Home 9 Blog Posts 9 The End of Prof Reading

The End of Prof Reading

by | Jan 26, 2022 | 18 comments


Editor’s Note: Today’s post from Derek Law is the first in our new series of weekly blog posts. Subscribe to the Charleston Hub, and select “New Items and Posts from ATG” for daily email updates. And contact us at [email protected] if you’re interested in being a blog contributor!

As a Humanities graduate I have always rather prided myself on my writing style. I have also taken great joy and pleasure in writing, which has resulted in several published books and far too many book chapters and published conference papers – including Charleston – in a very long career. But the joy of writing was always followed by the dread of publication when the red-ink strewn proofs arrived seeking corrections. There were always what felt a humiliatingly large number of grammatical and even spelling errors to be resolved. Proof-readers resembled Charles Dickens’ schoolmaster character Mister Gradgrind who was hard, cold, unforgiving and only concerned with cold facts and numbers rather than the harmonious flow of my prose. But they were an essential part of the process of producing well-researched, articulate and mellifluous compositions.

Following retirement I have much less to say and so much less to publish, but have opened a new avenue of writing by undertaking book reviews for professional and historical journals. In the last few years this has uncovered for me the bewildering puzzle of excellent books from excellent publishers with what seem to be not just a few odd spelling mistakes, but quite egregious mistakes which I have come to assume can only have come from the proof-reading being done by algorithms rather than human beings.

What first alerted me to this was a history of the US Marine Corp in World War 2. Possibly the most iconic image of that war is the photograph of a handful of Marines raising the Stars and Stripes on top of Mount Suribachi as they win the Battle of Iwo Jima. At least that was what I had always called the battle, only to find that the proof-reading algorithm (presumably) uses an American rather than an international geographical dictionary, so that the Marines were not in the Pacific at all but at Iowa (sic!) Jima. What is disturbing is that this cannot really be classified as a spelling mistake or a grammatical mistake since both the words and the grammar are correct in a purely literal sense. Nor is it fake news – or does it become so?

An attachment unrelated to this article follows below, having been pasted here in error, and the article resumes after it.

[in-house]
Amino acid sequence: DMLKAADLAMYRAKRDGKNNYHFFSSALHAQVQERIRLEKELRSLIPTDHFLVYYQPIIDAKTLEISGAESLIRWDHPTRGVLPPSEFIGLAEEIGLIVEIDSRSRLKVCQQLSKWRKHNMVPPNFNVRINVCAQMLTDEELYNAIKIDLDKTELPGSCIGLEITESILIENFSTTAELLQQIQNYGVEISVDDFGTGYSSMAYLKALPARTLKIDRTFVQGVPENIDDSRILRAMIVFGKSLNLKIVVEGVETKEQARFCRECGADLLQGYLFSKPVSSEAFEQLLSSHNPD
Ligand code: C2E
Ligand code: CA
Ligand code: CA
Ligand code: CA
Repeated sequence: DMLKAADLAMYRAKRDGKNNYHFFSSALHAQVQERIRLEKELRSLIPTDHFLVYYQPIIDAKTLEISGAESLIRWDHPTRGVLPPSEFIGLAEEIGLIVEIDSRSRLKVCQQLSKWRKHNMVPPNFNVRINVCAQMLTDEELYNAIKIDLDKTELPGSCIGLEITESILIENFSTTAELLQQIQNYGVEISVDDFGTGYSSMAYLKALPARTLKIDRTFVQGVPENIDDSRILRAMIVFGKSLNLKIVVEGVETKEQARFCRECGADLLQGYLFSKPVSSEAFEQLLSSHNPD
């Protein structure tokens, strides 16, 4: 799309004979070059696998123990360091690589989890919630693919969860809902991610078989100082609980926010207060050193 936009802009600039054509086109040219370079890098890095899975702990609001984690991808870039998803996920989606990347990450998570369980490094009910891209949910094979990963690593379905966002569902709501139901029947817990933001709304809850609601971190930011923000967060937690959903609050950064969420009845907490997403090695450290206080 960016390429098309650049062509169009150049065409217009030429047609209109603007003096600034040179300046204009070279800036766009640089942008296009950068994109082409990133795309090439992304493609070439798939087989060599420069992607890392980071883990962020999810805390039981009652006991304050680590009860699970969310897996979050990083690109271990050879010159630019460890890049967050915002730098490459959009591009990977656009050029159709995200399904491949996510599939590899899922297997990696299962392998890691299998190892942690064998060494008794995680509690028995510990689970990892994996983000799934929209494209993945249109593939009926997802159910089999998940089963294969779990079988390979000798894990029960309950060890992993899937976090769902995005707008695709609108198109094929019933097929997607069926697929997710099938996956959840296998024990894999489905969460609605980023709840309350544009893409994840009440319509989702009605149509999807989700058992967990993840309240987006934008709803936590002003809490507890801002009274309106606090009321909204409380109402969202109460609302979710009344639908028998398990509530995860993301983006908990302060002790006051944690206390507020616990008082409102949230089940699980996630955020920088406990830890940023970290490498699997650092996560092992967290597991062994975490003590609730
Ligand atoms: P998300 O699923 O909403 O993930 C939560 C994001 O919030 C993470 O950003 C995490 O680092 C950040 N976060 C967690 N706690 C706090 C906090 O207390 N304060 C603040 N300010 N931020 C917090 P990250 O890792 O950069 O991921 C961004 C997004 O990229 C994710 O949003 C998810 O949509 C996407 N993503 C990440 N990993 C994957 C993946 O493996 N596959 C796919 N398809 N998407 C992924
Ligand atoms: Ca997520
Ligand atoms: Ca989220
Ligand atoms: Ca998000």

My second favourite is what we used to call a “howler.” Again, grammar and spelling are correct but what is one to make of a nation which replaces its sailing ships with “steal” ships? My third and final example comes from a book on the Crimean War which describes the Charge of the Light Brigade. Entirely wrongly but perhaps appropriately it offers the description of the massacred troopers as Calvary Men rather than cavalry men. I could cite many more such examples which exist in almost every book I have reviewed in the last few years.

I suppose that what I find most surprising and perhaps most depressing is that it seems that even the most reputable of publishers cannot be bothered – or cannot afford? – to have a real human being read over the final draft to make sure that such ridiculous errors are removed. Just as unsettling is how much it undermines the author’s reputation. Did he or she really write that? How much can one trust the rest of the book if these careless (as in couldn’t care less) mistakes have survived? 

So has traditional proof-reading really disappeared, or as these just the musings of a grumpy old man who thinks the world is going to the dogs? And is everything covid by these musings?

About the Author: Derek Law is Emeritus Professor of Informatics at the University of Strathclyde. He was chair of the JISC Advance Board until its closure in 2015 and has worked in several British universities and has published and spoken at conferences extensively. He is a regular project evaluator for the EU and has undertaken almost fifty institutional reviews. Most of his work has been to do with the development of networked resources in higher education and with the creation of national information policy and he has been PI on some twenty research projects. Recently he has worked on the future of academic information services. A committed internationalist he has been involved in projects and research in over forty countries and is a former Treasurer of IFLA. He was awarded the Barnard prize for contributions to Medical Informatics in 1993, Fellowship of the Royal Society of Edinburgh in 1999, an honorary degree by the Sorbonne in 2000, the IFLA medal in 2003, Honorary Fellowship of CILIP in 2004 and was an OCLC Distinguished Scholar in 2006. He has taught at library schools in Australia, Malawi, Poland and at UCLA.


  1. Elizabeth G Holmes

    My husband is a Professor of Strategy and Policy at the Naval War College and has published many books and articles. He always reads the final “proofed” copy and at times has had arguments with publishers when they have “corrected” things that were not wrong. He doesn’t want his name put on something that has the type of errors you mention above.

  2. Angie Strait

    I 100% agree. I’ve even found multiple errors in higher ed textbooks that should have easily been caught and corrected before publication. For the price, one should at least be able to assume they are error free.

  3. Angie Strait

    By the way, love the title. lol

  4. Derek Law

    As an (amateur!) naval historian myself all I can say is good for him!

  5. Derek Law

    [blush] Glad you like the title!

  6. Eleanor Parker

    Completely agree with you. I can’t say I get it right every time, but as a comms person I feel deeply ashamed when I miss a typo or (God forbid) I use poor grammar. Even sitting in of an evening reading some fiction, I get irate when I spot an error in a novel – puts me right off, which is awful because clearly a lot of work has gone into it.